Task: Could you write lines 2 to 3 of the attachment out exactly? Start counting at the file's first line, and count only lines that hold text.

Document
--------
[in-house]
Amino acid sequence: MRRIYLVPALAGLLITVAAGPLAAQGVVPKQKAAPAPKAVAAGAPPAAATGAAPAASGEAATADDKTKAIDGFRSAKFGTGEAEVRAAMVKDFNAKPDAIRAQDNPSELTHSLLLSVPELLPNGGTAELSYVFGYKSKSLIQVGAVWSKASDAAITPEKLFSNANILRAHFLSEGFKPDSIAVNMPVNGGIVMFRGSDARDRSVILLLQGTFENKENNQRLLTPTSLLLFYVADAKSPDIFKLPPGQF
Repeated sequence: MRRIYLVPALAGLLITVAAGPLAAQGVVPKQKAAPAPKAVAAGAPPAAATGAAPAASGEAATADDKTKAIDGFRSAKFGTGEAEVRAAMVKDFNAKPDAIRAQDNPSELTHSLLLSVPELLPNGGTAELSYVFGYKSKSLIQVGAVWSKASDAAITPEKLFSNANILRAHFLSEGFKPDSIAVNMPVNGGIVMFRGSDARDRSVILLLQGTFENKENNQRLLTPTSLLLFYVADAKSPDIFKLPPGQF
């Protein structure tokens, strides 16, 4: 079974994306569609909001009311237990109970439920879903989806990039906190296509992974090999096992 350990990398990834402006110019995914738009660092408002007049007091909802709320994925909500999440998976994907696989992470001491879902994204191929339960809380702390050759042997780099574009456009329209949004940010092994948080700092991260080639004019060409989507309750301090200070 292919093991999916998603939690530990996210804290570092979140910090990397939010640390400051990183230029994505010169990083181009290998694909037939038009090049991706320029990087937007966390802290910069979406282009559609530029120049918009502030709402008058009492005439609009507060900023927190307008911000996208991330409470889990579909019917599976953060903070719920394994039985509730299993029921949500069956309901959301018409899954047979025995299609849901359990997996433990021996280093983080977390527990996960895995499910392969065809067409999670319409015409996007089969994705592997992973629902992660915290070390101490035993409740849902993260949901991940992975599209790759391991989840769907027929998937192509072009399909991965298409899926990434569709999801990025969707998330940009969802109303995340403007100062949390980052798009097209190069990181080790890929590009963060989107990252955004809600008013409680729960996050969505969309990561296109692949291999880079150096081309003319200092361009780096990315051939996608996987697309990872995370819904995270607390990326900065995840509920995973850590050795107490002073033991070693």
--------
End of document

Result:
Amino acid sequence: MRRIYLVPALAGLLITVAAGPLAAQGVVPKQKAAPAPKAVAAGAPPAAATGAAPAASGEAATADDKTKAIDGFRSAKFGTGEAEVRAAMVKDFNAKPDAIRAQDNPSELTHSLLLSVPELLPNGGTAELSYVFGYKSKSLIQVGAVWSKASDAAITPEKLFSNANILRAHFLSEGFKPDSIAVNMPVNGGIVMFRGSDARDRSVILLLQGTFENKENNQRLLTPTSLLLFYVADAKSPDIFKLPPGQF
Repeated sequence: MRRIYLVPALAGLLITVAAGPLAAQGVVPKQKAAPAPKAVAAGAPPAAATGAAPAASGEAATADDKTKAIDGFRSAKFGTGEAEVRAAMVKDFNAKPDAIRAQDNPSELTHSLLLSVPELLPNGGTAELSYVFGYKSKSLIQVGAVWSKASDAAITPEKLFSNANILRAHFLSEGFKPDSIAVNMPVNGGIVMFRGSDARDRSVILLLQGTFENKENNQRLLTPTSLLLFYVADAKSPDIFKLPPGQF